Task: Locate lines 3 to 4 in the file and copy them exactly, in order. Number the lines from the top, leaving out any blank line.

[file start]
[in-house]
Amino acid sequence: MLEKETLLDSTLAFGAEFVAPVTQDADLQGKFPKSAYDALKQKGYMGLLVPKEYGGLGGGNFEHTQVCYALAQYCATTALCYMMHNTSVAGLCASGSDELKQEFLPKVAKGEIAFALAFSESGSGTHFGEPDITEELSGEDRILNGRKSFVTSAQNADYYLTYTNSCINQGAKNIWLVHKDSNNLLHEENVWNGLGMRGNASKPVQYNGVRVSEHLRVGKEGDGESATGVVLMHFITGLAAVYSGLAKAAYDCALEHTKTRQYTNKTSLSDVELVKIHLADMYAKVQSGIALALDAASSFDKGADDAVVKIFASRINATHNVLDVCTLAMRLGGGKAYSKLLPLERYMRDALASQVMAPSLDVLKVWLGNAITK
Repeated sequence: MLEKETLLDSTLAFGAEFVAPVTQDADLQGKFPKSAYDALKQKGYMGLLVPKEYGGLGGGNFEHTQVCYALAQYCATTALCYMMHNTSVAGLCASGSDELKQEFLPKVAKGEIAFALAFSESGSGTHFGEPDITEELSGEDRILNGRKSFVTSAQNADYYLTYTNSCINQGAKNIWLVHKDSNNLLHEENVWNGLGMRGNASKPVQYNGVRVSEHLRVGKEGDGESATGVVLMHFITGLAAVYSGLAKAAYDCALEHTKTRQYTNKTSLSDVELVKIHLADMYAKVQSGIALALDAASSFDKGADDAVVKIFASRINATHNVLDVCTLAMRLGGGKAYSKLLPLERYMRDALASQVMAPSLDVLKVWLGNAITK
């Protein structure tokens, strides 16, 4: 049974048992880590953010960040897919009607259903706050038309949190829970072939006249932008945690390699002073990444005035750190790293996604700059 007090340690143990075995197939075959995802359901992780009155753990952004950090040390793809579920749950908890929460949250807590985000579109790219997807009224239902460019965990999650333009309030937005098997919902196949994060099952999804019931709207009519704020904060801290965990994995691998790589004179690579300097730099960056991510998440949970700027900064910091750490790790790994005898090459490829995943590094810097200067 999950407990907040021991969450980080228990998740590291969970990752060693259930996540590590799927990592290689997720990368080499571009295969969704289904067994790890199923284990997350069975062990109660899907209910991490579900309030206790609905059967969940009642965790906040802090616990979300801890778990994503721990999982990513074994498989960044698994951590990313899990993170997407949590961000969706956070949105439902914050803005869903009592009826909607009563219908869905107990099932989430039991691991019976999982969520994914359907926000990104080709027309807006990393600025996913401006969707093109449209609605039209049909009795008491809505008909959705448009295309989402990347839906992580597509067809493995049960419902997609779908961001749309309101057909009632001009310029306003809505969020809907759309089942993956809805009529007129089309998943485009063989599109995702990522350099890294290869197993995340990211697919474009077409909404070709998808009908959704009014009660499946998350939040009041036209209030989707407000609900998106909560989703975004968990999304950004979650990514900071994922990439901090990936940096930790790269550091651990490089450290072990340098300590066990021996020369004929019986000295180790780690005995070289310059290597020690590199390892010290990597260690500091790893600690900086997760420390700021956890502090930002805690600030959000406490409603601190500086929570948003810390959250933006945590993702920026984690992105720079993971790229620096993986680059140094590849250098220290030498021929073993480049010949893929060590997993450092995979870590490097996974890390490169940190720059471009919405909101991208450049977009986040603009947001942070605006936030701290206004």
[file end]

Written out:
Repeated sequence: MLEKETLLDSTLAFGAEFVAPVTQDADLQGKFPKSAYDALKQKGYMGLLVPKEYGGLGGGNFEHTQVCYALAQYCATTALCYMMHNTSVAGLCASGSDELKQEFLPKVAKGEIAFALAFSESGSGTHFGEPDITEELSGEDRILNGRKSFVTSAQNADYYLTYTNSCINQGAKNIWLVHKDSNNLLHEENVWNGLGMRGNASKPVQYNGVRVSEHLRVGKEGDGESATGVVLMHFITGLAAVYSGLAKAAYDCALEHTKTRQYTNKTSLSDVELVKIHLADMYAKVQSGIALALDAASSFDKGADDAVVKIFASRINATHNVLDVCTLAMRLGGGKAYSKLLPLERYMRDALASQVMAPSLDVLKVWLGNAITK
């Protein structure tokens, strides 16, 4: 049974048992880590953010960040897919009607259903706050038309949190829970072939006249932008945690390699002073990444005035750190790293996604700059 007090340690143990075995197939075959995802359901992780009155753990952004950090040390793809579920749950908890929460949250807590985000579109790219997807009224239902460019965990999650333009309030937005098997919902196949994060099952999804019931709207009519704020904060801290965990994995691998790589004179690579300097730099960056991510998440949970700027900064910091750490790790790994005898090459490829995943590094810097200067 999950407990907040021991969450980080228990998740590291969970990752060693259930996540590590799927990592290689997720990368080499571009295969969704289904067994790890199923284990997350069975062990109660899907209910991490579900309030206790609905059967969940009642965790906040802090616990979300801890778990994503721990999982990513074994498989960044698994951590990313899990993170997407949590961000969706956070949105439902914050803005869903009592009826909607009563219908869905107990099932989430039991691991019976999982969520994914359907926000990104080709027309807006990393600025996913401006969707093109449209609605039209049909009795008491809505008909959705448009295309989402990347839906992580597509067809493995049960419902997609779908961001749309309101057909009632001009310029306003809505969020809907759309089942993956809805009529007129089309998943485009063989599109995702990522350099890294290869197993995340990211697919474009077409909404070709998808009908959704009014009660499946998350939040009041036209209030989707407000609900998106909560989703975004968990999304950004979650990514900071994922990439901090990936940096930790790269550091651990490089450290072990340098300590066990021996020369004929019986000295180790780690005995070289310059290597020690590199390892010290990597260690500091790893600690900086997760420390700021956890502090930002805690600030959000406490409603601190500086929570948003810390959250933006945590993702920026984690992105720079993971790229620096993986680059140094590849250098220290030498021929073993480049010949893929060590997993450092995979870590490097996974890390490169940190720059471009919405909101991208450049977009986040603009947001942070605006936030701290206004």